A feminist saga of true crime and justice, The Good Mothers is the story of a high-stakes battle pitting a brilliant, driven woman fighting to save a nation against ruthless mafiosi fighting for their existence. Caught in the middle are three women fighting for their children and their lives. Not all will survive.
Perry’s account is thorough and wrenching. It is difficult for an outsider to comprehend the ferocity of the Ndrangheta or the gruesome demands it makes of its constituents. While Cerreti’s work has made an indelible mark on the Ndrangheta, Perry leaves no doubt that securing any long-lasting gains will require much more than an enterprising prosecutor and her devoted team of attorneys and law enforcement professionals. The real healing begins when a society, even a small part of it, demands that the rotting appendage is not welcome within the body politic any longer.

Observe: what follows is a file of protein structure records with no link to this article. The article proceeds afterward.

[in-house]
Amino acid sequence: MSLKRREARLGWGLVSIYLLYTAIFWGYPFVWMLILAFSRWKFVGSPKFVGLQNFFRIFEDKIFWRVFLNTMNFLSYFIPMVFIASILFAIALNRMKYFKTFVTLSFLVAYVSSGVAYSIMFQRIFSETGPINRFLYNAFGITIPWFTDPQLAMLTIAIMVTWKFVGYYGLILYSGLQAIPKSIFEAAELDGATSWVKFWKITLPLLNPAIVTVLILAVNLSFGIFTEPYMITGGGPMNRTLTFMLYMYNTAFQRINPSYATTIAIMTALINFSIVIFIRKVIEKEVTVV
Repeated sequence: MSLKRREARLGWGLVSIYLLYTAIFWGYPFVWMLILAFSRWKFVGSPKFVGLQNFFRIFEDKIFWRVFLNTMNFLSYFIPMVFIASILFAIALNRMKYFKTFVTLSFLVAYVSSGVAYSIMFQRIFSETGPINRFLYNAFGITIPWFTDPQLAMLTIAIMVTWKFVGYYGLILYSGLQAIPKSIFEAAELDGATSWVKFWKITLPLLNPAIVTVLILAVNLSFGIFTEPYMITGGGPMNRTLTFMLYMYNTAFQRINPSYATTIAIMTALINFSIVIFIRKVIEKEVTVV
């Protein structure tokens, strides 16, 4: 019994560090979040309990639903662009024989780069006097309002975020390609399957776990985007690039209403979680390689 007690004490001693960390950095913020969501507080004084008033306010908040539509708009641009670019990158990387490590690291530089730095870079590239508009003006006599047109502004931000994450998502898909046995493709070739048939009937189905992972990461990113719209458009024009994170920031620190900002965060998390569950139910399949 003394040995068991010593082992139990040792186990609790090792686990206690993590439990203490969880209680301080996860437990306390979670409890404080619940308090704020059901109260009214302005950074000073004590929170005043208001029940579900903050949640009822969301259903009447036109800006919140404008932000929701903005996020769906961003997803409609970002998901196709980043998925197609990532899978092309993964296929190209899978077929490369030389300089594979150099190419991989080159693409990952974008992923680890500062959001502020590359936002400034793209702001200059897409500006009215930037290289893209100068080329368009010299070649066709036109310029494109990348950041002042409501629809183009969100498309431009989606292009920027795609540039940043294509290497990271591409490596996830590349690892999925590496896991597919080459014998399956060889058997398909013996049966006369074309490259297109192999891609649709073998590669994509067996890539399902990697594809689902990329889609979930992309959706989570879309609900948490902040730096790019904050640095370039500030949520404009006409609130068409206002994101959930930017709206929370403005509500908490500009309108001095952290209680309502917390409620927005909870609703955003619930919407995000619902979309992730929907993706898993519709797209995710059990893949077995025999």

Lea’s vanishing provides The Good Mothers with a suspenseful kickoff, her last days alive as observed by a teenage Denise. The mystery’s solution waits till the closing chapters. Thus human drama shapes the narrative; it ends with the daughter’s tearful farewell at a massive 2013 rally in the mother’s memory. Still, The Good Mothers is casting a wider net, indicting an entire pestilent culture ... it’s good to go step by step, as Perry does, through the destruction of these clans. It’s good to linger over the women’s triumph, since theirs is but one battle in the war against what Perry calls a 'global mafia.' So his book celebrates how a few heroes made a significant change for the better—in a 'display of adamant and unyielding femininity.'